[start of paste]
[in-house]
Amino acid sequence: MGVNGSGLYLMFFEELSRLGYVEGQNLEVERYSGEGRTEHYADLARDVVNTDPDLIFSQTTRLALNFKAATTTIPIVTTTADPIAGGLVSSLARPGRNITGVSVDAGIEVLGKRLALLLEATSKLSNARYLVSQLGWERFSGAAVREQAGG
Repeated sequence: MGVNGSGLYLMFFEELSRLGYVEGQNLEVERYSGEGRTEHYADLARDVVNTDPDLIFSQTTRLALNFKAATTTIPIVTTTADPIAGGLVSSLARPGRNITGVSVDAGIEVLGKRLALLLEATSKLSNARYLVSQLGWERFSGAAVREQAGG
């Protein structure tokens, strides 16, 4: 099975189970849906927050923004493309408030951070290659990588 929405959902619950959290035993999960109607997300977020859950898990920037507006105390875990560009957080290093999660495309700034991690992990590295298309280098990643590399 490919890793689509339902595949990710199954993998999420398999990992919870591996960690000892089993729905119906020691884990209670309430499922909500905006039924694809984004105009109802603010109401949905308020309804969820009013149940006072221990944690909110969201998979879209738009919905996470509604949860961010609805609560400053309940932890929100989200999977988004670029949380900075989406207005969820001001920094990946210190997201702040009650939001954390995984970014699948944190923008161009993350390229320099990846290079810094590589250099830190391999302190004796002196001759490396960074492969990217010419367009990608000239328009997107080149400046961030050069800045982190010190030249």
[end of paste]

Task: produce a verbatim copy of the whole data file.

[in-house]
Amino acid sequence: MGVNGSGLYLMFFEELSRLGYVEGQNLEVERYSGEGRTEHYADLARDVVNTDPDLIFSQTTRLALNFKAATTTIPIVTTTADPIAGGLVSSLARPGRNITGVSVDAGIEVLGKRLALLLEATSKLSNARYLVSQLGWERFSGAAVREQAGG
Repeated sequence: MGVNGSGLYLMFFEELSRLGYVEGQNLEVERYSGEGRTEHYADLARDVVNTDPDLIFSQTTRLALNFKAATTTIPIVTTTADPIAGGLVSSLARPGRNITGVSVDAGIEVLGKRLALLLEATSKLSNARYLVSQLGWERFSGAAVREQAGG
């Protein structure tokens, strides 16, 4: 099975189970849906927050923004493309408030951070290659990588 929405959902619950959290035993999960109607997300977020859950898990920037507006105390875990560009957080290093999660495309700034991690992990590295298309280098990643590399 490919890793689509339902595949990710199954993998999420398999990992919870591996960690000892089993729905119906020691884990209670309430499922909500905006039924694809984004105009109802603010109401949905308020309804969820009013149940006072221990944690909110969201998979879209738009919905996470509604949860961010609805609560400053309940932890929100989200999977988004670029949380900075989406207005969820001001920094990946210190997201702040009650939001954390995984970014699948944190923008161009993350390229320099990846290079810094590589250099830190391999302190004796002196001759490396960074492969990217010419367009990608000239328009997107080149400046961030050069800045982190010190030249």